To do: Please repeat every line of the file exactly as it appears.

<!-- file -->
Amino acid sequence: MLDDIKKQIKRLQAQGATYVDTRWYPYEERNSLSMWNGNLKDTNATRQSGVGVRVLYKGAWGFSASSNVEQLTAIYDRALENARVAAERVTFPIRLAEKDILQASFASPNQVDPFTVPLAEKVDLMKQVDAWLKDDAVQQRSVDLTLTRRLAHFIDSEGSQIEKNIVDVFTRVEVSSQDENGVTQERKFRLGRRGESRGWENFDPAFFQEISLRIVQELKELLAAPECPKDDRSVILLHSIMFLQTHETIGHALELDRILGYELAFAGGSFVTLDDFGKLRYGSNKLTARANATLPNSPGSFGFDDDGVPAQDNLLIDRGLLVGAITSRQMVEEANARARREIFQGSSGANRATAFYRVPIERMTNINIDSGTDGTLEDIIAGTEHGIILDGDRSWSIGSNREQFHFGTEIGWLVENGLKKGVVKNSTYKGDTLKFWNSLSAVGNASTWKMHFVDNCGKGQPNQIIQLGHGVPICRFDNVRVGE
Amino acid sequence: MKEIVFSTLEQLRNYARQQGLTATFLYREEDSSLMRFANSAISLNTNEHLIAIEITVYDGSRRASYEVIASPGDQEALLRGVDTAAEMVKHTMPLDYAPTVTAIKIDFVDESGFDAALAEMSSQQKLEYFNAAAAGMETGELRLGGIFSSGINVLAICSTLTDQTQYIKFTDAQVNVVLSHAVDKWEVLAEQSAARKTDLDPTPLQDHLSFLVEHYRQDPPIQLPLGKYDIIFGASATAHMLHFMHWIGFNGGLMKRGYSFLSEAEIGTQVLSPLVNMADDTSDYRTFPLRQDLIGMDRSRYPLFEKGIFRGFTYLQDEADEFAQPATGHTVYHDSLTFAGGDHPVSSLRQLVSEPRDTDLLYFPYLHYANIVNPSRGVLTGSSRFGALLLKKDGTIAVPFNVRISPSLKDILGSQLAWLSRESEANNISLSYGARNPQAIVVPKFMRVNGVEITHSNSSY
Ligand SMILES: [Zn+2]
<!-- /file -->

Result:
Amino acid sequence: MLDDIKKQIKRLQAQGATYVDTRWYPYEERNSLSMWNGNLKDTNATRQSGVGVRVLYKGAWGFSASSNVEQLTAIYDRALENARVAAERVTFPIRLAEKDILQASFASPNQVDPFTVPLAEKVDLMKQVDAWLKDDAVQQRSVDLTLTRRLAHFIDSEGSQIEKNIVDVFTRVEVSSQDENGVTQERKFRLGRRGESRGWENFDPAFFQEISLRIVQELKELLAAPECPKDDRSVILLHSIMFLQTHETIGHALELDRILGYELAFAGGSFVTLDDFGKLRYGSNKLTARANATLPNSPGSFGFDDDGVPAQDNLLIDRGLLVGAITSRQMVEEANARARREIFQGSSGANRATAFYRVPIERMTNINIDSGTDGTLEDIIAGTEHGIILDGDRSWSIGSNREQFHFGTEIGWLVENGLKKGVVKNSTYKGDTLKFWNSLSAVGNASTWKMHFVDNCGKGQPNQIIQLGHGVPICRFDNVRVGE
Amino acid sequence: MKEIVFSTLEQLRNYARQQGLTATFLYREEDSSLMRFANSAISLNTNEHLIAIEITVYDGSRRASYEVIASPGDQEALLRGVDTAAEMVKHTMPLDYAPTVTAIKIDFVDESGFDAALAEMSSQQKLEYFNAAAAGMETGELRLGGIFSSGINVLAICSTLTDQTQYIKFTDAQVNVVLSHAVDKWEVLAEQSAARKTDLDPTPLQDHLSFLVEHYRQDPPIQLPLGKYDIIFGASATAHMLHFMHWIGFNGGLMKRGYSFLSEAEIGTQVLSPLVNMADDTSDYRTFPLRQDLIGMDRSRYPLFEKGIFRGFTYLQDEADEFAQPATGHTVYHDSLTFAGGDHPVSSLRQLVSEPRDTDLLYFPYLHYANIVNPSRGVLTGSSRFGALLLKKDGTIAVPFNVRISPSLKDILGSQLAWLSRESEANNISLSYGARNPQAIVVPKFMRVNGVEITHSNSSY
Ligand SMILES: [Zn+2]